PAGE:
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A crop will contend for the title

Posted: March 14, 2008 3:46 a.m.
Updated: May 15, 2008 5:02 a.m.

Tom Purtzer takes a swing in Thursday's Champions Tour's AT&T Champions Classic Pro-Am held on Thursday at the Valencia Country Club. Purtzer won the AT&T Champions Classic last year.

Things haven't changed much over the years at Valencia Country Club for the Champions Tour's AT&T Champions Classic.

Maybe pin placement from year to year.

But the influx over the past couple of years of highly-accomplished golfers from the PGA TOUR makes this year's tournament, which tees-off today at 10:20 a.m., likely the most competitive ever.

Coming off the most exciting finish ever, as Tom Purtzer outlasted Loren Roberts in the 2007 Classic in a sudden-death playoff that went to four holes, it's now anybody's tournament.

"There's a bunch of new guys out there that are hungry. We're all hungry," said Purtzer, also the 2003 champion.

"There's a stretch there, (PGA TOUR golfers age) 45 to 50, it's really tough. You're grinding against guys who could be your kids. Now all of a sudden, they've got the upper hand because they're playing guys who've been out five, 10 years and have there games going away from them."

That new crop of challengers to Champions Tour stalwarts like Purtzer, two-time AT&T champ Tom Kite and World Golf Hall of Famer Hale Irwin are regularly winning on the tour.

And if they're not, they're close.

"Those guys like Tom Kite and Hale Irwin, they've been here so long they're still right up there in the top, so it's up to us to try and stay with them," said 54-year-old Jay Haas, who is currently fourth on the Champions Tour money list.

Golfers like Haas and Roberts are part of group of heavy names to join the Champions Tour in the last couple of years.

Classic first-timers Fred Funk and Berhard Langer represent a crop of those hungry recent newcomers that are breathing down the necks of everybody.

And then there are those who are regulars in the top 10 of the Classic, but have never won.

Players like Andy Bean, Peter Jacobsen and Gary McCord are in the close-but-no-cigar party.

With so many names and so much competition, there are so many different players that could be holding the crystal trophy on Sunday.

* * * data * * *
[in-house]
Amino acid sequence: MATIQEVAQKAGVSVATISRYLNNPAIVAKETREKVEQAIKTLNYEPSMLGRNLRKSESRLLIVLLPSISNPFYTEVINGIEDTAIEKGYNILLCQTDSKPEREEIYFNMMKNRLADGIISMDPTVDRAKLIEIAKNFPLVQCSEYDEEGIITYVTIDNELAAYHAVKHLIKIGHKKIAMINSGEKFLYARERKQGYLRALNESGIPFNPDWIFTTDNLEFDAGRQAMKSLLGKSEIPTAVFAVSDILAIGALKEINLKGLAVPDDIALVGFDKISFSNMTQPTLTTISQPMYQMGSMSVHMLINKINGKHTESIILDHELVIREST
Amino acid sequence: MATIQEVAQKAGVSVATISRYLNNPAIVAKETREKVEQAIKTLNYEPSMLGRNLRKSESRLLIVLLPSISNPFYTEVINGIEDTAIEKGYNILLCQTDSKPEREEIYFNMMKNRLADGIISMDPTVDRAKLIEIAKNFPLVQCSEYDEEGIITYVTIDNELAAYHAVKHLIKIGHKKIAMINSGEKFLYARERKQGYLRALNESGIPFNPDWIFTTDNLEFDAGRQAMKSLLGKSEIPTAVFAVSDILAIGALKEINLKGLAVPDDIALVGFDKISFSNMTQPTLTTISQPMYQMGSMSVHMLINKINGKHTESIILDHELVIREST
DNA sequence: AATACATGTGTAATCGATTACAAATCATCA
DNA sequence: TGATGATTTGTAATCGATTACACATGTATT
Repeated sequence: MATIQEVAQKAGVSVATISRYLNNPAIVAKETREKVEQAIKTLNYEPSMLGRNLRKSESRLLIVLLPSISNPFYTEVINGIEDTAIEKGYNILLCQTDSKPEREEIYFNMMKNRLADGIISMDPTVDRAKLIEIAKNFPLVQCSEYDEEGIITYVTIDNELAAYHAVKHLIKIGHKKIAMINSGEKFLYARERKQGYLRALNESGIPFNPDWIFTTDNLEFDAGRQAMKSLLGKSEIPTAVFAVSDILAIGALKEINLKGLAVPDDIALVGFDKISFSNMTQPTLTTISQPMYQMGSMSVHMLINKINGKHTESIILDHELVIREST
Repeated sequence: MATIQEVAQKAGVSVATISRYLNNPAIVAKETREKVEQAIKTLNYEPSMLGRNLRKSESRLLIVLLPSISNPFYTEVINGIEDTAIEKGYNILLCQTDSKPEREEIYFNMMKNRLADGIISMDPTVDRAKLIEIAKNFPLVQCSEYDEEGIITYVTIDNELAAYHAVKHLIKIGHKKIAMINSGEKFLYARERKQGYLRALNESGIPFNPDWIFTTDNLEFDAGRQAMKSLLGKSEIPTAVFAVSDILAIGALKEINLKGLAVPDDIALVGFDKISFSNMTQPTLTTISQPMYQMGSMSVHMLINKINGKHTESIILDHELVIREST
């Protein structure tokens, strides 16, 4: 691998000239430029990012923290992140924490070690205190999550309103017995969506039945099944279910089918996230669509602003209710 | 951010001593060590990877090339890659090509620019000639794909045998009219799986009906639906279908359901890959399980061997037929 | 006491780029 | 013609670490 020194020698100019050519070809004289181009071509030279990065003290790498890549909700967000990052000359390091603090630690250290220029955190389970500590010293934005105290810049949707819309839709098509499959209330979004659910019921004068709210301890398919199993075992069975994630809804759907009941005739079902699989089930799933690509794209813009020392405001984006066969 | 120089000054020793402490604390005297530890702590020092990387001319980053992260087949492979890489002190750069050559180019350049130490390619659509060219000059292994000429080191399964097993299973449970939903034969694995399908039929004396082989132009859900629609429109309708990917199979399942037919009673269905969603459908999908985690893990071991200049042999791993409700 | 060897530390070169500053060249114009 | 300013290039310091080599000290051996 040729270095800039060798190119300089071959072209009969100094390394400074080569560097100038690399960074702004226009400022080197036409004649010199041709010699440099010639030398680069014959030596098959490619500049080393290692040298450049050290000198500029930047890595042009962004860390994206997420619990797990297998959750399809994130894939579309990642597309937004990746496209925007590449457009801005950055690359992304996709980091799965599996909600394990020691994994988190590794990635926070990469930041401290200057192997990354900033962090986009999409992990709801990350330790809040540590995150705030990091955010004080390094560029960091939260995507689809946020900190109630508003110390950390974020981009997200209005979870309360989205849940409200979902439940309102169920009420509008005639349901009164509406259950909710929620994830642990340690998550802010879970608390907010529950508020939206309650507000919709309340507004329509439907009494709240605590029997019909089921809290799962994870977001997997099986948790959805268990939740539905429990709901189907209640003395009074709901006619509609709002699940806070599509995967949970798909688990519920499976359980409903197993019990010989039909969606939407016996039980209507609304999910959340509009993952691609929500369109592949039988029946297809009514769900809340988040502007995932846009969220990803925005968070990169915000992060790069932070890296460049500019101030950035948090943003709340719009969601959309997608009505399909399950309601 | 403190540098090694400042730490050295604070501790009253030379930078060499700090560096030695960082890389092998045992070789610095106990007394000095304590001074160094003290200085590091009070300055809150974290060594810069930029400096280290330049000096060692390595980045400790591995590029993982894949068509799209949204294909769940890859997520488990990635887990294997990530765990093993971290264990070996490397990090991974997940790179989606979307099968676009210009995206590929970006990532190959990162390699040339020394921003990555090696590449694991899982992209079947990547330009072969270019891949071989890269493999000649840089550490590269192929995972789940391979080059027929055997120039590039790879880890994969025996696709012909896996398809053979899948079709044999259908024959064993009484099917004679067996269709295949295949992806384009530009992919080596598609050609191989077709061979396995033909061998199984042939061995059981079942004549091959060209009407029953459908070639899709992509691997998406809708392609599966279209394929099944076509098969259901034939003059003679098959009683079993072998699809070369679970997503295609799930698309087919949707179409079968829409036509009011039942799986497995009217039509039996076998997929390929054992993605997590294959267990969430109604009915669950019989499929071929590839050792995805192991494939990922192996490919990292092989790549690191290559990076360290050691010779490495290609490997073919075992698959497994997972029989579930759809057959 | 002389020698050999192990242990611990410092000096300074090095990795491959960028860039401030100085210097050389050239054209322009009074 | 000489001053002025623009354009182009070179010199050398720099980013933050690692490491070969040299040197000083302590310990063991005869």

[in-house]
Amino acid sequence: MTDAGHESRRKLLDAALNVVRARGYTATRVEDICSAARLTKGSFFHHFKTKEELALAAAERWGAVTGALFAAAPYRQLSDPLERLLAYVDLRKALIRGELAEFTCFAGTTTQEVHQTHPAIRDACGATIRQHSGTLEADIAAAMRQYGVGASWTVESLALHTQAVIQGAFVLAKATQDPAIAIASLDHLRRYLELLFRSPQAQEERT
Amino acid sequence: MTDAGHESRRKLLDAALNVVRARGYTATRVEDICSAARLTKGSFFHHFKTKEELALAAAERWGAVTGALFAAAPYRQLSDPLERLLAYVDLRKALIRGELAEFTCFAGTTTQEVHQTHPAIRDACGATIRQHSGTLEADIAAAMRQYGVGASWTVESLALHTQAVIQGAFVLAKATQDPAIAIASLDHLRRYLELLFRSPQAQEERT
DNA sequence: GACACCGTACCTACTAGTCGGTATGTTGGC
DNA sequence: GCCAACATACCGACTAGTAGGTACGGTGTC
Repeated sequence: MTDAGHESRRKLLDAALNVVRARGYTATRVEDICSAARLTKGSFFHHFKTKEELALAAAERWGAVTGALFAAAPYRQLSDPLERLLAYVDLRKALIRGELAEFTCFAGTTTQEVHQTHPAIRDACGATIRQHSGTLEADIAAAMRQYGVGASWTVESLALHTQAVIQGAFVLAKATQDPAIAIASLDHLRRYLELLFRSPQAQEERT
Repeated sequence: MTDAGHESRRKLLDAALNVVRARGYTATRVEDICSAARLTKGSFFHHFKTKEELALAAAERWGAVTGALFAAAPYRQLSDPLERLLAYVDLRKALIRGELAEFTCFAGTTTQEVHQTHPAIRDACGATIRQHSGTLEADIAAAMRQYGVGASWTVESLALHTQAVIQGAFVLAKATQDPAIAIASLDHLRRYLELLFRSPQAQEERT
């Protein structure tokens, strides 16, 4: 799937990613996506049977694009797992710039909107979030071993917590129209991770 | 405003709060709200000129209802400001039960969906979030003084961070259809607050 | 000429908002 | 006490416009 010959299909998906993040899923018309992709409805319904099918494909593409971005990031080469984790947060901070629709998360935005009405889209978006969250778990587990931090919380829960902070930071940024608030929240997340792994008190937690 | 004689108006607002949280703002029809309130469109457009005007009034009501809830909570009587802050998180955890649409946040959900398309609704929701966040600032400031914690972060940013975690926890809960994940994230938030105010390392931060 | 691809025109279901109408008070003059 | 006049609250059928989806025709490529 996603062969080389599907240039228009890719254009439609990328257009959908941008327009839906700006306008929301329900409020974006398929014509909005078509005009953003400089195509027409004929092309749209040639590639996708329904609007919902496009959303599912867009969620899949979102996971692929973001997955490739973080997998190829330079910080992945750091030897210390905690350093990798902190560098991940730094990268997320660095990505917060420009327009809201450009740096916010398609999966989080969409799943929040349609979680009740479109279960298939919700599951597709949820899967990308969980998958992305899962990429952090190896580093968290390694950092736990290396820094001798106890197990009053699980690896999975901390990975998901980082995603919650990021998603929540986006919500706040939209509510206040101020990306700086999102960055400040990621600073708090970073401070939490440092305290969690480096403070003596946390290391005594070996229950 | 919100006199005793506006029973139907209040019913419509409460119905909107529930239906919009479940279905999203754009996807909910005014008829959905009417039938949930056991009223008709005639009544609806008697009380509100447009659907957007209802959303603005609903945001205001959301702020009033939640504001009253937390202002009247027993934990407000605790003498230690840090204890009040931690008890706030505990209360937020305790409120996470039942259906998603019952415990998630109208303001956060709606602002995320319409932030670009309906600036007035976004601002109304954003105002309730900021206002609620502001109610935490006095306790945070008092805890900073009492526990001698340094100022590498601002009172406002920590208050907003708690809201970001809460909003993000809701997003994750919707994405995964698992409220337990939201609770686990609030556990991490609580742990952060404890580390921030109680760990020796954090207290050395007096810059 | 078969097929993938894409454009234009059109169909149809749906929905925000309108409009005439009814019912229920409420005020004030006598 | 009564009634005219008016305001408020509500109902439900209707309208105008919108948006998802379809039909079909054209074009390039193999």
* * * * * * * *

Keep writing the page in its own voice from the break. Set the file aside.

One factor could be wind.

The breeze that turned into strong gusts Wednesday night is expected, to continue all weekend.

Bad news for some, not so for others.

Bean said it plays to his advantage.

"That's good for me. It makes the course play harder," said Bean, who finished tied for fourth in 2007. "When you have to strike the ball well and putt the ball well, I think I'm better off."

Des Smyth won in 2005 with a slight breeze, as he recalls.

"I think you've got to have a really hard shot to do well here," Smyth said. "The greens are challenging. If the wind conditions are calm, you can put the ball where you want it and avoid some of the tough parts of the course. If the wind blows like this, it's going to come down to whose got a great short game."

The short game is so crucial because of the dynamic greens at Valencia Country Club.

Haas described it as wavy in some parts with all the undulation. Many parts are traps for three-putts.

Golfers have said the ball strikers, the ones who can consistently put the ball in play and on the greens, are the ones with biggest advantage here.

Kite is a noted ball striker, as is Purtzer.

"You have to drive the ball on the fairway, so there's holes that are right to left, left to right; so you can't just be a fader. You just can't be a hooker and get away with it," Purtzer said. "You have to play both ways. You've got to have a pretty good handle on distance control shots into the green. It helps so much if you can putt the greens."

It helps to do it for three rounds, too.

Irwin led after two last year before Purtzer and Roberts stepped up.

Now they all have more to contend with.

Note: Tour money-leader Scott Hoch pulled out of the tournament Thursday due to a bad back. Mike Reid will replace him.


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